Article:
Well, if you think about mainstream media [outlets], they survive on alarm. They survive on a constant feed of conflict: "Pay attention to this... Watch out for this... This is terrible... Look what just happened." That whole thing is constantly working on the part of your brain that says, "Oh my God, I've got to do something. Oh, this is dangerous, I've got to be careful." And we have phones giving us the news constantly. We never shut off any more, not even when we're at home.

Where does the modern city-dweller find a place for contemplation?

It used to be that church was the place you'd go if you wanted to be transported to another world for a short while. Today, many people go to galleries for that purpose. That's why I love to present my art there.

How does your art affect the people who experience it?

It doesn't go anywhere: there's no narrative to it and no story. After being in [the installation] for two or three minutes, you realise nothing else is going to happen. [Laughs]. And yet people stay for a long time and seem very happy with that.

Could that be because of its hypnotic, repetitive nature?

That's probably the reason. But repetition is a form of change.

Is it? Most people would associate repetition with boredom.

Repetition doesn't really exist. Have you ever had that situation where someone plays a loop of a little bit of language? Something like "something like". [Repeats the words several times.] And then, after a little while, you're hearing "sunlight", or "am I light", or "light me up" - the meaning keeps changing. So obviously you know it's not changing, it's you who are changing. Your brain is reconfiguring, reading it in a different way. So repetition is actually a chance for your brain to do the work. Your brain becomes the composer. I think repetition is a very, very useful exercise for humans, and I'm sure this is what people who meditate and do mantras and chant and so on have discovered. [Laughs.] Many thousands of years before I did!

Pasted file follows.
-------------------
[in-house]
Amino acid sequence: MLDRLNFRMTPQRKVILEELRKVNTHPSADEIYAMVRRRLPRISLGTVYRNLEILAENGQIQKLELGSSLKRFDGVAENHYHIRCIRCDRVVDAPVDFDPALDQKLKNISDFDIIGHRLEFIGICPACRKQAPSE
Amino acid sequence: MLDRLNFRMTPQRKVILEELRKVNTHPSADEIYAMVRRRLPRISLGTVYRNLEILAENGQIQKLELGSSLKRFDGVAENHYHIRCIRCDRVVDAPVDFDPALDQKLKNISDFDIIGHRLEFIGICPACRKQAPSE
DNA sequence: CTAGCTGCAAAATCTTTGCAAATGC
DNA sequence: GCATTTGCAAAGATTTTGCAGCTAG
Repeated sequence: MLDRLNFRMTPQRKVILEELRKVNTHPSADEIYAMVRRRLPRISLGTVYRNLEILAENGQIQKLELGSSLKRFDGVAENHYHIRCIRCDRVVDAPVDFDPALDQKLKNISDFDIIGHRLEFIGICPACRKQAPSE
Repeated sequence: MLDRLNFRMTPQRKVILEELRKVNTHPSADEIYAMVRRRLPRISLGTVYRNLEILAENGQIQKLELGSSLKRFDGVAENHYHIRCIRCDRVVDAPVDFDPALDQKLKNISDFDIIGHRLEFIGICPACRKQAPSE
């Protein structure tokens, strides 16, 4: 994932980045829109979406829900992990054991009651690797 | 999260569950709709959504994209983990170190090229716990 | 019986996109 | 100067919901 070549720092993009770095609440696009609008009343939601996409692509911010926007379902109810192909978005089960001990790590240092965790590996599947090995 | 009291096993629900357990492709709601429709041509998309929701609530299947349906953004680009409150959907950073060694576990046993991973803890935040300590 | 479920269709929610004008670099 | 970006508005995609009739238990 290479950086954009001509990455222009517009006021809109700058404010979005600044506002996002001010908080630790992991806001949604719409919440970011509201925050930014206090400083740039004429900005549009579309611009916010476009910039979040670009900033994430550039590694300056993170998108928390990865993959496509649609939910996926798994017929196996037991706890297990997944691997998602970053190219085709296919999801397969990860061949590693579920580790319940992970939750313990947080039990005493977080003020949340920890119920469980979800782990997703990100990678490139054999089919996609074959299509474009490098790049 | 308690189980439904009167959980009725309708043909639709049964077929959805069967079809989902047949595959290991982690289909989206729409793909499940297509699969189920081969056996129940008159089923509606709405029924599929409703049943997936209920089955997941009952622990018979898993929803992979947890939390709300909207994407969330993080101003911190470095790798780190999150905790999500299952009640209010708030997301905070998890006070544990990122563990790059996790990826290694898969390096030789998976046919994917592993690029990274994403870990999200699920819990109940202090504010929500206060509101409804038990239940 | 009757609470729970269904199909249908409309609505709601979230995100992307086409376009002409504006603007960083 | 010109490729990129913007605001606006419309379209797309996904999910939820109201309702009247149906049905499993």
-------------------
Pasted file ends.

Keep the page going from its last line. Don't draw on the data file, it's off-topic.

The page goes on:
When was the first time you were aware of your brain reconfiguring like that?

I've had very little experience of drugs in my life, but I did have one really important experience on mescaline. I went for a walk and the streets were grey and wet, with lots of brown leaves sort of squashed into them. I looked at them and I thought, I wonder if I could ever find that beautiful? It looked very ugly at first, you know. So I looked again and I thought, That grey and that brown is actually beautiful. And then I realised I'd found like a switch in my brain I could access.

Are you advocating drugs, then?

No, no. I only ever took mescaline on one occasion. It made it a bit easier, perhaps, but the capacity is in my brain to do this and I can still access that switch. Everybody can, I think.

Has that switch helped you in the creative process?

A lot of my work comes out of that experience in some ways, because what's being generated in my installations are constantly new colour combinations. I've never seen most of those combinations before. And I'll never see them again! It helps me at seventy to still be able to play like a child. That's what I'm doing: I'm a child with a paint box. It's an incredible thing.